DB: Where are you?
KG: In Cupertino, Calif., where our company is part of Plug and Play, an innovation platform that pairs promising startups with the world’s largest corporations. We’re in the new materials accelerator.
DB: How’s it going?
KG: For a three-month period, there are mentoring sessions and pitch-polishing sessions, and mentors help you prep for investment. Toward the end of the program there’s a spring summit, where all the corporate partners come together at Plug and Play in Sunnydale, Calif. At our (2019) summit, they had pitch demonstrations and we had a small trade booth.
DB: How does the program work?
KG: We started in March with an audition, and the corporate partners pick the startups in various categories — our category is New Materials and Packaging. Plug and Play vets the selected startups, and our category went from 40 to 20, and then 18 (participating companies). At Plug and Play, we’ve been meeting with existing customers and potential corporate partners. We’ve been self-funded (since the company started in 2013), but we’re kicking off our funding round.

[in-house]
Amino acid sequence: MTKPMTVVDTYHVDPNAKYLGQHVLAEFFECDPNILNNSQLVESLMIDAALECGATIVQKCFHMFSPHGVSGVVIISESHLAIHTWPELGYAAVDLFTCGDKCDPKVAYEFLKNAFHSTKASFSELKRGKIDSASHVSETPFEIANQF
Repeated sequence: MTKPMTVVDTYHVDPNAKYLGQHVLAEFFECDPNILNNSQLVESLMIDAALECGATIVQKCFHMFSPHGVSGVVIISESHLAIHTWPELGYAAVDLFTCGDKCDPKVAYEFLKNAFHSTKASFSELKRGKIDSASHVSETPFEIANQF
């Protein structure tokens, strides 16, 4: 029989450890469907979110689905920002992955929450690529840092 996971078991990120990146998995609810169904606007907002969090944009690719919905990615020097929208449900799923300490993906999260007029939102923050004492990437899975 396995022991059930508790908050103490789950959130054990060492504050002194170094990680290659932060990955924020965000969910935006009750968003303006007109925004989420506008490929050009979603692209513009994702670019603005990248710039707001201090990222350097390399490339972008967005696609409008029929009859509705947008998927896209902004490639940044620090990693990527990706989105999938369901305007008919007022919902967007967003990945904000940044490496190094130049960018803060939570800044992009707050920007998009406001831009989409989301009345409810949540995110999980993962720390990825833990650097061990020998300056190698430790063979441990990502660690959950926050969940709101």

DB: Any leads?
KG: We’ve been working hard on our pitch. It’s hard to get in front of a huge crowd, and even harder to ask for money. When we started (with the program), I was very shy, and now I’m speaking to crowds of 1,500 to 2,000 people. A year ago I would never have done that.
DB: Any new products?
KG: We just blew a new plastic bag in our lab that’s biodegradable. You could bury it and it would degrade safely. We blew the bag, cut the bag, sealed it, and now we’ve started testing. It would replace (regular) plastic bags, and we think
it would be useful for straws. We’re also looking at other opportunities for biodegradable, one-time use utensils.